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The young Venezuelan newcomer Samuel Mariño possesses an incredibly rare type of voice, a male soprano – so a voice which has not broken, as opposed to a countertenor who chooses to sing in a higher register. I have only heard one male soprano in live performance – Michael Maniaci in Meyerbeer’s Il crociato in Egitto, 13 years ago – so this really is an opportunity to savour something new. And this album isn’t about curiosity value, as Mariño’s soprano is a lovely instrument. He tackles arias from Handel and Gluck, based on music that the two composers played when they met in London in 1746.

Handel composed roles for a high and flexible castrato, Gioacchino Conti (known as Gizziello), and three of his roles are presented here, from Berenice, Atalanta and Arminio. Mariño sails through them with apparent ease, soaring to a melodious top C. His coloratura is precise and the trills are tight and attacked with immediacy. ‘Care Selve’ from Atalanta is particularly glorious in its simplicity, with Mariño displaying his sensitive phrasing and immaculate breath control which only very occasionally turns a touch squally. He is not just a singing machine: the recitative for Gluck’s Berenice (Antigono) is full of drama – this Berenice, although a female character, was also written for a castrato as was Demetrio in the same opera, a male character, and with an aria delivered here in spacious voice. Confusingly, the male role of Massinissa in La Sofonisba was composed for a female soprano, and Atalanta in Gluck’s La Corona for Empress Maria Theresa’s daughter Maria Amalia, Duchess of Parma, who was obviously highly accomplished – as is Mariño today.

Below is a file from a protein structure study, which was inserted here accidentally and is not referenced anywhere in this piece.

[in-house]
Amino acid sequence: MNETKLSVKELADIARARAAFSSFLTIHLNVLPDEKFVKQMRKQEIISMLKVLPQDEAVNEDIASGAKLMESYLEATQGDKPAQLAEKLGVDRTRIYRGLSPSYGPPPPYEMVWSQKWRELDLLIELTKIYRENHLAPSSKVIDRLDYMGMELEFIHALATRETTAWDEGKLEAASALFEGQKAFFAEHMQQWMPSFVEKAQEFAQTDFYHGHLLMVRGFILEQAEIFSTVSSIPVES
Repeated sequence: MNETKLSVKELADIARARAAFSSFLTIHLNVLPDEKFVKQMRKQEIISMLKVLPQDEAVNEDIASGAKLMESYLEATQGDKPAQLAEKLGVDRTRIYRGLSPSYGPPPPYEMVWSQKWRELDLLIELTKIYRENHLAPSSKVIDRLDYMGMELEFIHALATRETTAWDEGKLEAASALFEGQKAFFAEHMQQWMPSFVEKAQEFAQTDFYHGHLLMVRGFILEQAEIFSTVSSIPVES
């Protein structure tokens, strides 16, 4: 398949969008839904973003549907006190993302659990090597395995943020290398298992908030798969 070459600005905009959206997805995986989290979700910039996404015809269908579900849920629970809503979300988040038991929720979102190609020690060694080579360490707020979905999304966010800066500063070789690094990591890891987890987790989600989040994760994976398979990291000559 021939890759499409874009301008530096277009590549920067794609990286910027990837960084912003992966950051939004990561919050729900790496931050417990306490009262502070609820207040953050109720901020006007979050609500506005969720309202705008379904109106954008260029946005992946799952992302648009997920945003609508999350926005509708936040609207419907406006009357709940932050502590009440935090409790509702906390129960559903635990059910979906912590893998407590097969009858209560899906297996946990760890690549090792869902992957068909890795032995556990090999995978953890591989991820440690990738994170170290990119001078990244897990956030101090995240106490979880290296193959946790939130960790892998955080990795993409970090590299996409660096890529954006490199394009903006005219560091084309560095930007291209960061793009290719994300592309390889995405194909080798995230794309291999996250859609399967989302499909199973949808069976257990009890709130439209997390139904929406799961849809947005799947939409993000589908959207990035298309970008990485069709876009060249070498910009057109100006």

Francis Muzzu Read the full review on Agora Classica


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